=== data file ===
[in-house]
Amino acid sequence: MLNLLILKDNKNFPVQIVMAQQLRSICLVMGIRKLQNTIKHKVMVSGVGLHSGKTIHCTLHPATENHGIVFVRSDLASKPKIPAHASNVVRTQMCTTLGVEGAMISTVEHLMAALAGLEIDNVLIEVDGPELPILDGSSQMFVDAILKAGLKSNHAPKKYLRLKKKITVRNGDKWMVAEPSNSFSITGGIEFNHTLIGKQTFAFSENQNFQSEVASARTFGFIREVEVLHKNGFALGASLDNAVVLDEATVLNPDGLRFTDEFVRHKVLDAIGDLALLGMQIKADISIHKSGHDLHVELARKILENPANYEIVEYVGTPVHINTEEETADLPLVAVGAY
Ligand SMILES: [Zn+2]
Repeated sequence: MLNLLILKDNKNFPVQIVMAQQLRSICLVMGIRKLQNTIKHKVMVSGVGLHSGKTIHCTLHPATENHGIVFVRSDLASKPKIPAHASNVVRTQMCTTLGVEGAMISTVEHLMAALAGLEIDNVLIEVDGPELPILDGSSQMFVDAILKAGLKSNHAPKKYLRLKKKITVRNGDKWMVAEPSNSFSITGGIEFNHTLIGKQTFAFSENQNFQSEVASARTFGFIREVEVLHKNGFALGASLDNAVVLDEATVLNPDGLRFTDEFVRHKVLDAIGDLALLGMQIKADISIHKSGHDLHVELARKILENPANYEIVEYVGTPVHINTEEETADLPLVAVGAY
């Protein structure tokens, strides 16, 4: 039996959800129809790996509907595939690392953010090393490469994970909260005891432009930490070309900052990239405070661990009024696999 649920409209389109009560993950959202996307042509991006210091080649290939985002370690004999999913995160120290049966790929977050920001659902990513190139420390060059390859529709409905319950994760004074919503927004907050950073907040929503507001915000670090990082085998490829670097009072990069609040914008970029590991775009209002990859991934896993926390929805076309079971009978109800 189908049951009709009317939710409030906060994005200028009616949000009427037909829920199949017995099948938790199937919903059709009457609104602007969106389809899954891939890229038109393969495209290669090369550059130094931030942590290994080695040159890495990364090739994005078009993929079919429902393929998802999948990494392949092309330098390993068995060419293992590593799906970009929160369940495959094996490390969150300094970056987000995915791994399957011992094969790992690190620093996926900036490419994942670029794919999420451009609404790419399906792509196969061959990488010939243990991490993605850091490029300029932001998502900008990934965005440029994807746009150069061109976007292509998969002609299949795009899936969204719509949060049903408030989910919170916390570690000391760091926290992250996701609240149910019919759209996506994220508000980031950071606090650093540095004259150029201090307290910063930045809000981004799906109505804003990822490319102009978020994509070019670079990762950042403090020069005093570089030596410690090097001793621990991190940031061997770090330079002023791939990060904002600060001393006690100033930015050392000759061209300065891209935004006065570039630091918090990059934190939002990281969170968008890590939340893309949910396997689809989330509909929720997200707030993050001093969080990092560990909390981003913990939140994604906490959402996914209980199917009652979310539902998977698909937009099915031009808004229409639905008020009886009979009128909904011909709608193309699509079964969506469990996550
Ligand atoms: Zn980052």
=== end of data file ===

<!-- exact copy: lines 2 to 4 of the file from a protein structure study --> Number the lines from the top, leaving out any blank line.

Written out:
Amino acid sequence: MLNLLILKDNKNFPVQIVMAQQLRSICLVMGIRKLQNTIKHKVMVSGVGLHSGKTIHCTLHPATENHGIVFVRSDLASKPKIPAHASNVVRTQMCTTLGVEGAMISTVEHLMAALAGLEIDNVLIEVDGPELPILDGSSQMFVDAILKAGLKSNHAPKKYLRLKKKITVRNGDKWMVAEPSNSFSITGGIEFNHTLIGKQTFAFSENQNFQSEVASARTFGFIREVEVLHKNGFALGASLDNAVVLDEATVLNPDGLRFTDEFVRHKVLDAIGDLALLGMQIKADISIHKSGHDLHVELARKILENPANYEIVEYVGTPVHINTEEETADLPLVAVGAY
Ligand SMILES: [Zn+2]
Repeated sequence: MLNLLILKDNKNFPVQIVMAQQLRSICLVMGIRKLQNTIKHKVMVSGVGLHSGKTIHCTLHPATENHGIVFVRSDLASKPKIPAHASNVVRTQMCTTLGVEGAMISTVEHLMAALAGLEIDNVLIEVDGPELPILDGSSQMFVDAILKAGLKSNHAPKKYLRLKKKITVRNGDKWMVAEPSNSFSITGGIEFNHTLIGKQTFAFSENQNFQSEVASARTFGFIREVEVLHKNGFALGASLDNAVVLDEATVLNPDGLRFTDEFVRHKVLDAIGDLALLGMQIKADISIHKSGHDLHVELARKILENPANYEIVEYVGTPVHINTEEETADLPLVAVGAY